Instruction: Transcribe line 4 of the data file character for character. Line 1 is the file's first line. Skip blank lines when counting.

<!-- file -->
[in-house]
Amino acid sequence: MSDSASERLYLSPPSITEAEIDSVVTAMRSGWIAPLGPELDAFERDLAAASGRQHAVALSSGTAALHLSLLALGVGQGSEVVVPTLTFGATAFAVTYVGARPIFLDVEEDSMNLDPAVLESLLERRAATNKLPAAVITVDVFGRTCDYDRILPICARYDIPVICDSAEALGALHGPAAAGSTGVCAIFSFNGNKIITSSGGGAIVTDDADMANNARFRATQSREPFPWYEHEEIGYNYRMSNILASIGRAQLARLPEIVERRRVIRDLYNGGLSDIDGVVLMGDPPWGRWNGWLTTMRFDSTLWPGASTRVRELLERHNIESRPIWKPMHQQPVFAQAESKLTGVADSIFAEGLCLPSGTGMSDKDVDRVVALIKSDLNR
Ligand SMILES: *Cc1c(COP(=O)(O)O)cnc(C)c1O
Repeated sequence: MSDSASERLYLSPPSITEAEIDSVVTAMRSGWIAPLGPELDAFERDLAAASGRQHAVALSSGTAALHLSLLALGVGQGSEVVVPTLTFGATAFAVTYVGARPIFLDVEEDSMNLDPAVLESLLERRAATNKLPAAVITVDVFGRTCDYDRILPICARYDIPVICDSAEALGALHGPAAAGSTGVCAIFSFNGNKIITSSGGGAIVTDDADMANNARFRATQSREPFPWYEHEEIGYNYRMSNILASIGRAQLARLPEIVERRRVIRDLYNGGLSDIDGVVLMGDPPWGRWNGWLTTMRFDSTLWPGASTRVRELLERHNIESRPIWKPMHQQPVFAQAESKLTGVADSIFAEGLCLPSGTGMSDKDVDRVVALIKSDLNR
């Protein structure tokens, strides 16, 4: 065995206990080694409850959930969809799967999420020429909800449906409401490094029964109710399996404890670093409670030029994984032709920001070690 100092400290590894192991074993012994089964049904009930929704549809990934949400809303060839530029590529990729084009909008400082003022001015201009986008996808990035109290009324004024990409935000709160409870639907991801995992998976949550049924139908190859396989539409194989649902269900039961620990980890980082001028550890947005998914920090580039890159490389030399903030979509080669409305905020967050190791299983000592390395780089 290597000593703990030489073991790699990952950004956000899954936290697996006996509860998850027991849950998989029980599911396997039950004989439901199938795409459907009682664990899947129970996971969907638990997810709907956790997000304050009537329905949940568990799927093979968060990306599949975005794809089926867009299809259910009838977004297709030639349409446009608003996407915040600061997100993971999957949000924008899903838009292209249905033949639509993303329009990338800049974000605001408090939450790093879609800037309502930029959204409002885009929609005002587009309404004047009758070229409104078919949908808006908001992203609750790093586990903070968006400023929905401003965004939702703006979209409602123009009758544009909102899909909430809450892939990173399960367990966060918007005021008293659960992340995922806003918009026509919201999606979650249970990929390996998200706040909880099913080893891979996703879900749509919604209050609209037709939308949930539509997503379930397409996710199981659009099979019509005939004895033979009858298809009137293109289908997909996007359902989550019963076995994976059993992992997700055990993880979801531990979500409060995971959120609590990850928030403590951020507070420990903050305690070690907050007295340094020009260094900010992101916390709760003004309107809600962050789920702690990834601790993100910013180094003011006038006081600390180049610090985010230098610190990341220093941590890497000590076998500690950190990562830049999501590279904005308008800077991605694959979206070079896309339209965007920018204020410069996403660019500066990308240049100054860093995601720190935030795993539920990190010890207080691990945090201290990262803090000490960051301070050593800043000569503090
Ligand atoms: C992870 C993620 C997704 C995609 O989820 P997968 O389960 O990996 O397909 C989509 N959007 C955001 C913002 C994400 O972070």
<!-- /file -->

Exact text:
Repeated sequence: MSDSASERLYLSPPSITEAEIDSVVTAMRSGWIAPLGPELDAFERDLAAASGRQHAVALSSGTAALHLSLLALGVGQGSEVVVPTLTFGATAFAVTYVGARPIFLDVEEDSMNLDPAVLESLLERRAATNKLPAAVITVDVFGRTCDYDRILPICARYDIPVICDSAEALGALHGPAAAGSTGVCAIFSFNGNKIITSSGGGAIVTDDADMANNARFRATQSREPFPWYEHEEIGYNYRMSNILASIGRAQLARLPEIVERRRVIRDLYNGGLSDIDGVVLMGDPPWGRWNGWLTTMRFDSTLWPGASTRVRELLERHNIESRPIWKPMHQQPVFAQAESKLTGVADSIFAEGLCLPSGTGMSDKDVDRVVALIKSDLNR